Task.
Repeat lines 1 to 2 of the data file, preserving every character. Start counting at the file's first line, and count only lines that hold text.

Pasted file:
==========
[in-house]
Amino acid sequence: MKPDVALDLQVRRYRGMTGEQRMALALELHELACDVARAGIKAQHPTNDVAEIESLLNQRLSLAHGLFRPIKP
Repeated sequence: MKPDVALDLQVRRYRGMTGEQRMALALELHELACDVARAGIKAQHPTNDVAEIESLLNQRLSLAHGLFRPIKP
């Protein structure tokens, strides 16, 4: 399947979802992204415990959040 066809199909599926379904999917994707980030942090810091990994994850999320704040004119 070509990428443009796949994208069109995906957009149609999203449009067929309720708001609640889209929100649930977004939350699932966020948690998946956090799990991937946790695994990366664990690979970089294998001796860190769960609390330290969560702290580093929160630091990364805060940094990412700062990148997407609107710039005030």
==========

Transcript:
[in-house]
Amino acid sequence: MKPDVALDLQVRRYRGMTGEQRMALALELHELACDVARAGIKAQHPTNDVAEIESLLNQRLSLAHGLFRPIKP